According to the National Coalition of Domestic Violence, 30-60% of people who abuse their partners also abuse their children.

Another large segment of Covergirl's customer base are moms who grew up using Covergirl products.

The NFL's future depends on kids playing football at the elementary, high school, and college level, because
those are their their future players.

It follows that the NFL needs moms who support them. So if you're a Mommyblogger, your voice is needed, too.

Whether they want to be or not, NFL players are highly visible role models those kids look up to. That's why corporate social responsibility is such a huge factor in this issue.

The viral Covergirl "ad" you've seen floating around of the model with the black eye was not created by Covergirl. It was created by journalist
Adelle Stan, who Photoshopped a black eye onto Covergirl's "Get Your Game Face On" ad to protest NFL sponsor Covergirl's lack of response to domestic violence in the NFL.

How much of Covergirl's annual revenue is earned from sales of concealer* to cover bruises?

In the past, Covergirl and its parent company, Proctor and Gamble, have taken stronger actions that some might even say were over reactions:

In 2009, when Chris Brown beat up Rhianna, Covergirl suspended Rhianna's Covergirl ad campaign and did not reinstate it until the day after he pled guilty. Rhianna was the victim.

In 2003, Andrew Luster, Max Factor's great-grandson, was convicted of raping multiple women and evaded capture by authorities. Aside from his genealogy and trust fund--which came from his family's sale of the Max Factor company in 1973, when he was still a child-- Luster had no real connection to the Max Factor company. Regardless, many in the cosmetics biz cite negative publicity of constant media referrals to Luster as "the Max Factor Heir" and a 2009 TV crime show profile of his crimes as contributors to Proctor and Gamble's decision to stop selling Max Factor cosmetics in the U.S. in 2010. Proctor and Gamble then shifted its U.S. promotion efforts toward the Covergirl brand instead.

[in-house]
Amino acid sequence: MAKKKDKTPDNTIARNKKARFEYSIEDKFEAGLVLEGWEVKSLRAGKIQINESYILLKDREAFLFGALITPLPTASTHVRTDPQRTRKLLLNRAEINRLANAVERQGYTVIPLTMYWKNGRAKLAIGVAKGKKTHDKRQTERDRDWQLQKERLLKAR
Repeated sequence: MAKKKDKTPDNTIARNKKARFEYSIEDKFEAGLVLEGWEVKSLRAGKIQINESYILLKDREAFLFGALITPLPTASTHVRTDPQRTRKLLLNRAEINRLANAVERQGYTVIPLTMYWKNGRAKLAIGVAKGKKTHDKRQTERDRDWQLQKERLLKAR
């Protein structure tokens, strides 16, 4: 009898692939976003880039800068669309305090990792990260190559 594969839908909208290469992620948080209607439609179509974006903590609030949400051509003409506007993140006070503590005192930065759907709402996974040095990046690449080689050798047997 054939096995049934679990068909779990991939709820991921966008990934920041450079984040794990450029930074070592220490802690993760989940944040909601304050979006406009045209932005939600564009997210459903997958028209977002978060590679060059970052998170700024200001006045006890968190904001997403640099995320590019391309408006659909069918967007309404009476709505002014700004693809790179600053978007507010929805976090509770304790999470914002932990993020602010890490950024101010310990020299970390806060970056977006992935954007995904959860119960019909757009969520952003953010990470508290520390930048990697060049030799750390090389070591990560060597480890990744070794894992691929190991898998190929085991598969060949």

Here are some postive actions Covergirl could take regarding the issue of domestic violence:

1. Covergirl could suspend NFL sponsorship until the players who are under investigation or indicted for domestic violence are no longer allowed to play and are mandated to seek counseling, and counseling is provided for the victim at no cost.

2. Covergirl could devote some of its website space to domestic violence education and resources. (Kind of, um..gee, I don't we're doing with this post?)

3. Covergirl could start a foundation to assist victims of domestic violence.

A few suggestions of where domestic violence funding is needed: domestic violence education, domestic violence research focused on prevention, domestic violence hotlines, battered women's shelters, "start over" funds for victims who want to leave their partners but can't afford to, childcare costs, medical costs for injuries from domestic violence, psychological counseling...

Coming up with those ideas took me just a couple of minutes while writing this. Imagine what could be accomplished with a dedicated team putting real effort into it.

Or does Covergirl earn too much on bruise-covering concealer to make any of it worth their while?

*Our background photo, which shows a Covergirl product amongst the other products in the photo, has not yet been changed, pending a re-shoot. If Covergirl fails to take concrete action, a photo not containing Covergirl products will replace it.

Removing Covergirl content from your blog without losing your hard work is easy: Just take the pertinent posts offline. Example: In Blogger, go into your posts, hit "Edit" for the post you want to turn off, then hit "Revert to Draft" and hit "Save" without Publishing. To be extra sure the post remains unpublished, before I hit "Save" I reset the "Schedule" date far into the future. That post is now offline until you hit "Publish".

Are you or is someone you know a victim of domestic violence / abuse?